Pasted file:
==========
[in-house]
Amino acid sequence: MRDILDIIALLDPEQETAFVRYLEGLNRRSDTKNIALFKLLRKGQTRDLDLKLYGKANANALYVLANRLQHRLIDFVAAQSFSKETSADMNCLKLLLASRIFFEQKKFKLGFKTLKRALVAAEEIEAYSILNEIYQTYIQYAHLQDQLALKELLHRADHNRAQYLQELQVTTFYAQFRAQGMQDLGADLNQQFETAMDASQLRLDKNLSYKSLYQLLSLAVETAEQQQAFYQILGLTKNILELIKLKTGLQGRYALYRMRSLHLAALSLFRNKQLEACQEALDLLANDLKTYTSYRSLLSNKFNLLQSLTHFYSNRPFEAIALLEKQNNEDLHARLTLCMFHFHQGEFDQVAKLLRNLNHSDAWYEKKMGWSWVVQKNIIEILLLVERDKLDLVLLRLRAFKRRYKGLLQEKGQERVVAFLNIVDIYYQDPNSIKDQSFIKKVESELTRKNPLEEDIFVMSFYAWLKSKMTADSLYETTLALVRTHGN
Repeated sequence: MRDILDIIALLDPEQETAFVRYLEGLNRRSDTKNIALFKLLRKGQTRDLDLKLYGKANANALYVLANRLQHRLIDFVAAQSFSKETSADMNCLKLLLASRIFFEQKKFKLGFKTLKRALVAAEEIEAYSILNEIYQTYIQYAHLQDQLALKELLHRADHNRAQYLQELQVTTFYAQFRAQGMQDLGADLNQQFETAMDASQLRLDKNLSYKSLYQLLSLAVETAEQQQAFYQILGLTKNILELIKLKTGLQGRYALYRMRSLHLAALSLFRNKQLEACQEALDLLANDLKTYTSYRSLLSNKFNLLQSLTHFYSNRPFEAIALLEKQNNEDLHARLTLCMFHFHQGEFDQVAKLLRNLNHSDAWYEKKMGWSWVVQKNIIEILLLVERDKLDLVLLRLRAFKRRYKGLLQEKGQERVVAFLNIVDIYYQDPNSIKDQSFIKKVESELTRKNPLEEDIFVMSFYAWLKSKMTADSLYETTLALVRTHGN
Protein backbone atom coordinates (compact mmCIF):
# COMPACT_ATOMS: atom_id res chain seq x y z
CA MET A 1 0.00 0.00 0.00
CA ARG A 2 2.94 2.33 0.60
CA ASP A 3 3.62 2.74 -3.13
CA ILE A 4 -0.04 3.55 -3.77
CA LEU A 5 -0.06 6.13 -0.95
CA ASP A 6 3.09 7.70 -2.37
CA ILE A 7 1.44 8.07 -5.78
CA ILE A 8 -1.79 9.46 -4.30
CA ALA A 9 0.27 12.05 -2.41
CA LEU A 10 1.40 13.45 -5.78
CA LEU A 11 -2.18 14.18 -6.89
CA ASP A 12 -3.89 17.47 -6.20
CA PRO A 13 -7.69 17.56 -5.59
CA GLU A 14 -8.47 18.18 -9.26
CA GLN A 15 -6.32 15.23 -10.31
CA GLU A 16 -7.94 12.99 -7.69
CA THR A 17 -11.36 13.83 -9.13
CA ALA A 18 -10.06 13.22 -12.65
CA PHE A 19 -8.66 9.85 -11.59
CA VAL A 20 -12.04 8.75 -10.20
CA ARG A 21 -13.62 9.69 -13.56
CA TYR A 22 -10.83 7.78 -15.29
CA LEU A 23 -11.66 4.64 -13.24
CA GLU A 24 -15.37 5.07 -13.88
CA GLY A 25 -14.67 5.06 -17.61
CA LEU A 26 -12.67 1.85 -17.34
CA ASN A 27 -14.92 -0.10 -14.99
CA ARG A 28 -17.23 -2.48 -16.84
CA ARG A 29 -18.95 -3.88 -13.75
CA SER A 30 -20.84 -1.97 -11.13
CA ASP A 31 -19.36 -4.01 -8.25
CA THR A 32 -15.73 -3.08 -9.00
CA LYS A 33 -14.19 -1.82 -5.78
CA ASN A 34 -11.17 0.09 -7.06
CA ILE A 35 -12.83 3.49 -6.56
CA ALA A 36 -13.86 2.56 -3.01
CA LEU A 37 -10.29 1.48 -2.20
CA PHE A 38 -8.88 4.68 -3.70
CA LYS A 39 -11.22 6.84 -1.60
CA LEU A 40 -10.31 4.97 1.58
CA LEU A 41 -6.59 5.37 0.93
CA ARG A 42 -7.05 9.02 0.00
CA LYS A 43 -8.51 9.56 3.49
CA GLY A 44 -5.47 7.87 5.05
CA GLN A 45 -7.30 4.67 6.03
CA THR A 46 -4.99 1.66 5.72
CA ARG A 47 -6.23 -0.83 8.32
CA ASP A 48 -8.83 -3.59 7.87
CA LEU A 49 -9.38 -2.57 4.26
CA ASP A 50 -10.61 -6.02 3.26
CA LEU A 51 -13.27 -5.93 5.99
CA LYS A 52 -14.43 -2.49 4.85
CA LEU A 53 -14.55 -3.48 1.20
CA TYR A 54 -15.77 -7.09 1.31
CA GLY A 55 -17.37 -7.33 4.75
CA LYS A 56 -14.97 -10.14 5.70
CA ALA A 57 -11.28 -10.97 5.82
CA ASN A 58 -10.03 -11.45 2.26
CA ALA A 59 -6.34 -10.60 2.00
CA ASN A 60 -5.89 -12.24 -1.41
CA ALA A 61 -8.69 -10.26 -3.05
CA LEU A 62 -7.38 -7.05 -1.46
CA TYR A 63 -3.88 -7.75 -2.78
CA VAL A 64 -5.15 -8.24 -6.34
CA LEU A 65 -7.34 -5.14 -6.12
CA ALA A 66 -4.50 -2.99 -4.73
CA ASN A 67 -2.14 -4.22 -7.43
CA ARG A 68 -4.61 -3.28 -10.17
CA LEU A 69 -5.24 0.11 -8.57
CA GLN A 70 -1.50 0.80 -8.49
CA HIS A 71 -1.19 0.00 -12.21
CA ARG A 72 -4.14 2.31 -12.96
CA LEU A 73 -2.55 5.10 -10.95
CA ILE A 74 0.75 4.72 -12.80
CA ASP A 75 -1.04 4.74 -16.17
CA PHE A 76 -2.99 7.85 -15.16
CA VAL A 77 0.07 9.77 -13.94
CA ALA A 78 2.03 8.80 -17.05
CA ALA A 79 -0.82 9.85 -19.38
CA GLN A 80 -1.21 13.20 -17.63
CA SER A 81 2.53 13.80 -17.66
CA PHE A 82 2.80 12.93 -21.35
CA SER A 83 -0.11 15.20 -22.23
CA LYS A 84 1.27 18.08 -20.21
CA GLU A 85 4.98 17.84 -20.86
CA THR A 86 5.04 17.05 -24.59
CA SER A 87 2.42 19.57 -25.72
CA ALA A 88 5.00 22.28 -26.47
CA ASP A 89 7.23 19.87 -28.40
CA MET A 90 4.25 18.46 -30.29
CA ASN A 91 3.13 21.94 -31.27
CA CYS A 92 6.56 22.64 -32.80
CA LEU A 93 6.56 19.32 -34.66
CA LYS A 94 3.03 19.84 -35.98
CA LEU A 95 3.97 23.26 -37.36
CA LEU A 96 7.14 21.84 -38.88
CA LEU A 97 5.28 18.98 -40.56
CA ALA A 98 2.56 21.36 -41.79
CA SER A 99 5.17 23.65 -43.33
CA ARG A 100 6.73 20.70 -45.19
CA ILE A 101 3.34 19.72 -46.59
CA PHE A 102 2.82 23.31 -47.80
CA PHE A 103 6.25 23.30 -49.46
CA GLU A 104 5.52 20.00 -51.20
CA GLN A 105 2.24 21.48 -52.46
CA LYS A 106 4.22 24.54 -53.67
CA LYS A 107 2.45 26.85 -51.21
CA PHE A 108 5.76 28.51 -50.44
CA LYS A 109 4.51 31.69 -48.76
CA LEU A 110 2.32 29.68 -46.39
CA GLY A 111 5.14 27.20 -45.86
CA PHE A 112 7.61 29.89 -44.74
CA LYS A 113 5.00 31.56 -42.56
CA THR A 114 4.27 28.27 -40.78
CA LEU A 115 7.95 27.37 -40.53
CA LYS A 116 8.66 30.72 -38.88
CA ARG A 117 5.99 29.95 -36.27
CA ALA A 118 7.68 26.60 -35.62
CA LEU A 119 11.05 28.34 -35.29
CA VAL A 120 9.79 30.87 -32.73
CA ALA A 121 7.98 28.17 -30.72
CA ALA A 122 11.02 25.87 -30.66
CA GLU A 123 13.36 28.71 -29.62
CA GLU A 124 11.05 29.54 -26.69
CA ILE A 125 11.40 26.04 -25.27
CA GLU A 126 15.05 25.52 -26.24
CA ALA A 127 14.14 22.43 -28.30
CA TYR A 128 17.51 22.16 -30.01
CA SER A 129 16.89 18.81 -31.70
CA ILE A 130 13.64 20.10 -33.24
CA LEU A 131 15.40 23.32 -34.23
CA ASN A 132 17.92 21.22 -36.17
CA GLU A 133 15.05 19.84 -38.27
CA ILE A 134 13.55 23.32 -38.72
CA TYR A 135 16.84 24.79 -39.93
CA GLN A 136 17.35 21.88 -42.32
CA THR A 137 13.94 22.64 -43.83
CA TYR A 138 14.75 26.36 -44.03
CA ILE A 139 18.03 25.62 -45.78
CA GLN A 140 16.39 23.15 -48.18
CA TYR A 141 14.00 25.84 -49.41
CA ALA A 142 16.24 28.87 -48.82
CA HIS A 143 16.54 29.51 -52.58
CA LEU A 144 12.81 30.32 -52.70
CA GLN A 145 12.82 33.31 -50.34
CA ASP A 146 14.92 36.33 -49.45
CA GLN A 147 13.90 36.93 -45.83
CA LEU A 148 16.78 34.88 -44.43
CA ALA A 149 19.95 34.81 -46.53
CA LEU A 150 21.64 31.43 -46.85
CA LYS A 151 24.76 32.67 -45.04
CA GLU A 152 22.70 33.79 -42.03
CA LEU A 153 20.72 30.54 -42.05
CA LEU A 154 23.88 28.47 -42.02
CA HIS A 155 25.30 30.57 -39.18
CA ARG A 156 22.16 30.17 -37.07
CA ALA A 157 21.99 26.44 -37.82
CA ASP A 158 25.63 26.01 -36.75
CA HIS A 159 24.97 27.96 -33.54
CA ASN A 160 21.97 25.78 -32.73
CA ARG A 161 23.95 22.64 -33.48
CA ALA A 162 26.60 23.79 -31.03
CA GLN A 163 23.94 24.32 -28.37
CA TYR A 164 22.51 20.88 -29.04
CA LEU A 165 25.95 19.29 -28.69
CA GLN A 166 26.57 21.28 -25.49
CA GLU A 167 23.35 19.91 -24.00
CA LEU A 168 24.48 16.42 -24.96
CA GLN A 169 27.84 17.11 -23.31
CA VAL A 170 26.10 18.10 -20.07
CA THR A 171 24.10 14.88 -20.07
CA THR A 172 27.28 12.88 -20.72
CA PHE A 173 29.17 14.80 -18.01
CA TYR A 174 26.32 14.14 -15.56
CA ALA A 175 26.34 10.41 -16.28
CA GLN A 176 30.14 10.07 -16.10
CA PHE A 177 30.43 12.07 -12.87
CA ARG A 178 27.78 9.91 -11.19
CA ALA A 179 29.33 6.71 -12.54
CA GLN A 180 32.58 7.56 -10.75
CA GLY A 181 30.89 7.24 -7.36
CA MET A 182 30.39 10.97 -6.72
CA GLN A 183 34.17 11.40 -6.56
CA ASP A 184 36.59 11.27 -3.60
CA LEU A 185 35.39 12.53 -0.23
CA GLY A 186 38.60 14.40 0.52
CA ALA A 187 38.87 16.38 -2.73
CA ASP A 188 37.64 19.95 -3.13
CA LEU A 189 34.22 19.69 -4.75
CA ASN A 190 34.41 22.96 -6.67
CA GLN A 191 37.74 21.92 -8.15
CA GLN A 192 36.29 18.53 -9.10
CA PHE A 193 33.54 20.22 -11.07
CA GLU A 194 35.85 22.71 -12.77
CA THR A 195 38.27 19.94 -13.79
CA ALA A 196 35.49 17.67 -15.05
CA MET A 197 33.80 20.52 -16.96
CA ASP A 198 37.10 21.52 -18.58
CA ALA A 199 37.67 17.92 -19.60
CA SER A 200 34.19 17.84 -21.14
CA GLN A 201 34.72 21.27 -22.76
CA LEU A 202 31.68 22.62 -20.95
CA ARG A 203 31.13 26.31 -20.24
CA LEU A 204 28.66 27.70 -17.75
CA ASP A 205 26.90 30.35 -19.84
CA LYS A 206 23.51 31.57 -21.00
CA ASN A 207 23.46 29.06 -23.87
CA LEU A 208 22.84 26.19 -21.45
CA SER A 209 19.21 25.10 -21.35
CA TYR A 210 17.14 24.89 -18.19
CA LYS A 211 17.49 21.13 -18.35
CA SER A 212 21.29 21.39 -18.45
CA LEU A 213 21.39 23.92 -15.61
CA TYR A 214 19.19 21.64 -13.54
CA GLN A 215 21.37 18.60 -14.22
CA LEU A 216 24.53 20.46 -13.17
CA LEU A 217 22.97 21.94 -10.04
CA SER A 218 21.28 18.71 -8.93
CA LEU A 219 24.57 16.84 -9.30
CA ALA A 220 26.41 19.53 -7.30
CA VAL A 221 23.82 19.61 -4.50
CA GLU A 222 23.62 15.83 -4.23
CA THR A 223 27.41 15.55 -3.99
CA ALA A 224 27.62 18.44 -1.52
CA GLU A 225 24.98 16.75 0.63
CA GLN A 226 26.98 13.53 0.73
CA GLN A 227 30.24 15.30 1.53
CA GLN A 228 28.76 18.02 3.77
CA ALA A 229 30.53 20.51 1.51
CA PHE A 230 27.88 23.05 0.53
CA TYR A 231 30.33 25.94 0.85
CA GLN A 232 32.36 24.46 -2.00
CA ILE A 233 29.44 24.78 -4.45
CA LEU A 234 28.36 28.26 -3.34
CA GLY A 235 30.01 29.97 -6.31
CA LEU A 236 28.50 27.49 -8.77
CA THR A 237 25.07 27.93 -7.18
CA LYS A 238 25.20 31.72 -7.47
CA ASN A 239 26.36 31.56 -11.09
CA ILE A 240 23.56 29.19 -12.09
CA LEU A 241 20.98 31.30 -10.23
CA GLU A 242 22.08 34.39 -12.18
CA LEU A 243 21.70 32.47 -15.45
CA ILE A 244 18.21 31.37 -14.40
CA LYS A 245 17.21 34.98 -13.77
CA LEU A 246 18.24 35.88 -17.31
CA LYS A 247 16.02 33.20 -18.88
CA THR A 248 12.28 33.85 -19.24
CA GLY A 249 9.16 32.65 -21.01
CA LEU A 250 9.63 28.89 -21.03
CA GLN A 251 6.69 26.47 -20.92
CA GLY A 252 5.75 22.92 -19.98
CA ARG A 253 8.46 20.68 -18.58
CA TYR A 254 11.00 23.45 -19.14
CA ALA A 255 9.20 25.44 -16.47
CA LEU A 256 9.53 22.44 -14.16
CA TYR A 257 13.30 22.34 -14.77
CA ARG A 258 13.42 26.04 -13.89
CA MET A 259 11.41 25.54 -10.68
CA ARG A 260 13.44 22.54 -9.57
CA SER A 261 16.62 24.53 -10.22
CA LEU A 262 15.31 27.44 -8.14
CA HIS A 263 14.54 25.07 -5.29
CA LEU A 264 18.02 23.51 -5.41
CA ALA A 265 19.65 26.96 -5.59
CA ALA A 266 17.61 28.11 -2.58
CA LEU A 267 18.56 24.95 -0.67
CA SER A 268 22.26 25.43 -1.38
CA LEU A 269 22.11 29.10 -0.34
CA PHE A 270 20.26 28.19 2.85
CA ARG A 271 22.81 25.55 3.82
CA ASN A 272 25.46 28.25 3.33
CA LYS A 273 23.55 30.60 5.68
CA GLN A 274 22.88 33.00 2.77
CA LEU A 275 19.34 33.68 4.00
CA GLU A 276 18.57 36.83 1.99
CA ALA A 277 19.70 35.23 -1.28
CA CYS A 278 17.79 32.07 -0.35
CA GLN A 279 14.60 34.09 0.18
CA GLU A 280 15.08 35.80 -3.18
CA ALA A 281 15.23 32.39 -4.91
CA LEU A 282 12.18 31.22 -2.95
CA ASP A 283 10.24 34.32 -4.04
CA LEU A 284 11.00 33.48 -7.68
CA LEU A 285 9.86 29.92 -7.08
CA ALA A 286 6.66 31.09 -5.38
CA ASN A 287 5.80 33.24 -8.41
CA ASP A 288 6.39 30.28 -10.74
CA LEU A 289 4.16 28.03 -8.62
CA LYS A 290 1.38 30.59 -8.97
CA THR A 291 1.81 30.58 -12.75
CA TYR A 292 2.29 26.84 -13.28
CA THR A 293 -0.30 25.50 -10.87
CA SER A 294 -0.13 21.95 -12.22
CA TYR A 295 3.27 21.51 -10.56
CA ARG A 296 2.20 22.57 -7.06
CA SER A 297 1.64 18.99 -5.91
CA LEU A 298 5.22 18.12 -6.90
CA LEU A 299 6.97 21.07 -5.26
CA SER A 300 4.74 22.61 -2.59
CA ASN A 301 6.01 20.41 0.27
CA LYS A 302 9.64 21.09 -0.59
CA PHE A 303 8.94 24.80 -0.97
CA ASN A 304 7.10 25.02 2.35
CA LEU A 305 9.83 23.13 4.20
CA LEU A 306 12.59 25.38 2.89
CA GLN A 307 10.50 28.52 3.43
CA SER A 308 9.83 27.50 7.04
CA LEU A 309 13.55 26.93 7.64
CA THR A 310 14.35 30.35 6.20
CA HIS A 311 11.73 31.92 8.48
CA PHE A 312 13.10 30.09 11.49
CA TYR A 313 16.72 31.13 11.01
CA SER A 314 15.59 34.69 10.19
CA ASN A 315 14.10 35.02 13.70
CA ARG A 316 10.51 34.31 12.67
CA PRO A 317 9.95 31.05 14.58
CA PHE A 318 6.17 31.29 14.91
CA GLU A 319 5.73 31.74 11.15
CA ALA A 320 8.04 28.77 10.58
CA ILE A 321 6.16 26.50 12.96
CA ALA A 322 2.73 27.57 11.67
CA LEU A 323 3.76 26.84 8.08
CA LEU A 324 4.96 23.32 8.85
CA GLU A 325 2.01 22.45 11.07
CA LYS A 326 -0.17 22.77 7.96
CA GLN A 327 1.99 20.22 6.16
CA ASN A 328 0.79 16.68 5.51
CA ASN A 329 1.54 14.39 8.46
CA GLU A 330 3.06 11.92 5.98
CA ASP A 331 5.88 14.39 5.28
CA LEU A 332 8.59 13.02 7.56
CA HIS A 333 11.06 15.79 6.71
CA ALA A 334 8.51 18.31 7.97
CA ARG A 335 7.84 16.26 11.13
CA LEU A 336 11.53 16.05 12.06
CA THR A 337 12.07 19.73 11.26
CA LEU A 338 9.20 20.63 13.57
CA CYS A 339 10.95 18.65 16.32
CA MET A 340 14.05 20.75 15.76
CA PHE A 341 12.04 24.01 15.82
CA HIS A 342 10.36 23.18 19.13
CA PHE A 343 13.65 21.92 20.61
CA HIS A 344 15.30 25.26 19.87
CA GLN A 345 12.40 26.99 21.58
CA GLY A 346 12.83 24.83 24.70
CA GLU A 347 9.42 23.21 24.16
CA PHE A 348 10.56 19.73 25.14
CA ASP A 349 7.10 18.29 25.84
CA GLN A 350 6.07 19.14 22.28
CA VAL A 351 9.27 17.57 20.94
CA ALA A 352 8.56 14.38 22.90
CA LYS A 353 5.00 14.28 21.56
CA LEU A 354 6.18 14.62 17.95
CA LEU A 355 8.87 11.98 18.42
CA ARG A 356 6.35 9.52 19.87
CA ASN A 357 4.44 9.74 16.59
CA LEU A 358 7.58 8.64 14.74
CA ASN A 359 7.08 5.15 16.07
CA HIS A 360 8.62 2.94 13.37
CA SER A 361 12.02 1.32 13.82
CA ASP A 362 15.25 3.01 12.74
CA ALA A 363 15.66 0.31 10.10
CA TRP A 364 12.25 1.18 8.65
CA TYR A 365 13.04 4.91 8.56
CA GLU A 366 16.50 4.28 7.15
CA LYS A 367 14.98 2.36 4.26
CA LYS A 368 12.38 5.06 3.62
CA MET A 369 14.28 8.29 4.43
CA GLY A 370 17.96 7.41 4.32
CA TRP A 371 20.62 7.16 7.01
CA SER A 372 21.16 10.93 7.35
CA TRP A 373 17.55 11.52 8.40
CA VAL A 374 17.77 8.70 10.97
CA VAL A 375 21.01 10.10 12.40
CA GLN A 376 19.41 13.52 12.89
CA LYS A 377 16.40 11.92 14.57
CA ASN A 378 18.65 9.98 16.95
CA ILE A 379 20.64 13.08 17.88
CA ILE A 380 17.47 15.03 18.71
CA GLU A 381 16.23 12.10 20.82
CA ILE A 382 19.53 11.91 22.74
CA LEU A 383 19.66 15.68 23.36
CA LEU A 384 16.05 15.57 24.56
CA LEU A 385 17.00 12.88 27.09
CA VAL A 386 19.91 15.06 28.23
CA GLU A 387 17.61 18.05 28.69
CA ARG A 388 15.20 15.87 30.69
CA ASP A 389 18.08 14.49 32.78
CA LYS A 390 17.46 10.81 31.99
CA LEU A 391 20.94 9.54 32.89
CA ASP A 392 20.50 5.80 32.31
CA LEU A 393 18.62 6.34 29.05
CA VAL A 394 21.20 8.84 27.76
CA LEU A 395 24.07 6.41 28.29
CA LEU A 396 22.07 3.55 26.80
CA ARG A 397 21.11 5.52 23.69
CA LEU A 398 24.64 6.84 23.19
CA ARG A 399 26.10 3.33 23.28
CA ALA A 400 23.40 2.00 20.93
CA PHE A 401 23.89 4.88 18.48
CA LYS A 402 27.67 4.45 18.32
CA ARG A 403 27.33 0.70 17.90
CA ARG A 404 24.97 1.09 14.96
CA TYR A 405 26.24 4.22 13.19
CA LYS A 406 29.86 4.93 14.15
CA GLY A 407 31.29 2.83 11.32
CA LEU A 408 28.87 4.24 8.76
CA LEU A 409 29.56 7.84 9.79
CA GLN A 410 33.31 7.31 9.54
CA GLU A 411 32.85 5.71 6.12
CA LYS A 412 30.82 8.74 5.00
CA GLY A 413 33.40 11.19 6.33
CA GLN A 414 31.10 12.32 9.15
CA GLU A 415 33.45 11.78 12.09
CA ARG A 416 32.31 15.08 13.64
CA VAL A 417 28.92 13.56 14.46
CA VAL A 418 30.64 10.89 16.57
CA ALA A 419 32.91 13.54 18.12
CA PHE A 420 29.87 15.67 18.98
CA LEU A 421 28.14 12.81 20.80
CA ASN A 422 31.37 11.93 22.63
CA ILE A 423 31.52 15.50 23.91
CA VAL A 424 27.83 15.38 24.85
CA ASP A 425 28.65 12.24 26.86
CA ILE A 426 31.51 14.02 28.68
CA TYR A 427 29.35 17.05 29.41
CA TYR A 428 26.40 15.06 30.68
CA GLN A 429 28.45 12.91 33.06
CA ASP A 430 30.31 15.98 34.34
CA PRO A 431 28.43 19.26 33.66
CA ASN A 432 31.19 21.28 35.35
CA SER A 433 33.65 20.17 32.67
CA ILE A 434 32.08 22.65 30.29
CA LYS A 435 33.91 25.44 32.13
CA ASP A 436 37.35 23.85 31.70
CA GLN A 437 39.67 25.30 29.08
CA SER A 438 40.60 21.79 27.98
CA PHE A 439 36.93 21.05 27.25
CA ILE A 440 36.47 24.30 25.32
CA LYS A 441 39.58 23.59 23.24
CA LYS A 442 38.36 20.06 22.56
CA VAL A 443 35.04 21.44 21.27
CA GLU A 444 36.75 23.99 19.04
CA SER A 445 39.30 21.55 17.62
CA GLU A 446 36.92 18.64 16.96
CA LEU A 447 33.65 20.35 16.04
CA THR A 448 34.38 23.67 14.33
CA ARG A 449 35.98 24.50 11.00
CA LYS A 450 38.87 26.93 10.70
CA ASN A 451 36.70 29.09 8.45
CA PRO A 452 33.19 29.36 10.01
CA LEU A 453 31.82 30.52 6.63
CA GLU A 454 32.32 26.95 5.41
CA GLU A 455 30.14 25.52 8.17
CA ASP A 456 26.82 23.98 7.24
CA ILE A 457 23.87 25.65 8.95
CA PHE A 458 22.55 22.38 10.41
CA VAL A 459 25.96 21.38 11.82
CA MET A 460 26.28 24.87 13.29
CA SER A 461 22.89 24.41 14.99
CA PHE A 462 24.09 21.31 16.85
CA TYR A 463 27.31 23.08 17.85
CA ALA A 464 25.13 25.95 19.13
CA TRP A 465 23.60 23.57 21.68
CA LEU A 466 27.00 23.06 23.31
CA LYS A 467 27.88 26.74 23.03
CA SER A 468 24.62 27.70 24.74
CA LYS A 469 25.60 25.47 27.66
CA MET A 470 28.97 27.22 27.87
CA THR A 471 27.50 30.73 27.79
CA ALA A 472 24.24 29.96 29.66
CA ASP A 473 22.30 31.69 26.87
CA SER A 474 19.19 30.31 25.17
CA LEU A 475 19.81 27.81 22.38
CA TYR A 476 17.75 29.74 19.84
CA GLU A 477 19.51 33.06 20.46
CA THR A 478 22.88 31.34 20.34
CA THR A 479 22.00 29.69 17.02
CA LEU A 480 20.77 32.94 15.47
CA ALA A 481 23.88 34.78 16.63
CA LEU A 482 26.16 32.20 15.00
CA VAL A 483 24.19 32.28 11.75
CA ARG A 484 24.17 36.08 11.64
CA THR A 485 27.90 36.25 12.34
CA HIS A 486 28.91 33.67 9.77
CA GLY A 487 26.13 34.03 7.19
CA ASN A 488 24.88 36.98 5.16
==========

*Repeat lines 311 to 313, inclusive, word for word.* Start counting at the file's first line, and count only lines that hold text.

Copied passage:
CA LEU A 306 12.59 25.38 2.89
CA GLN A 307 10.50 28.52 3.43
CA SER A 308 9.83 27.50 7.04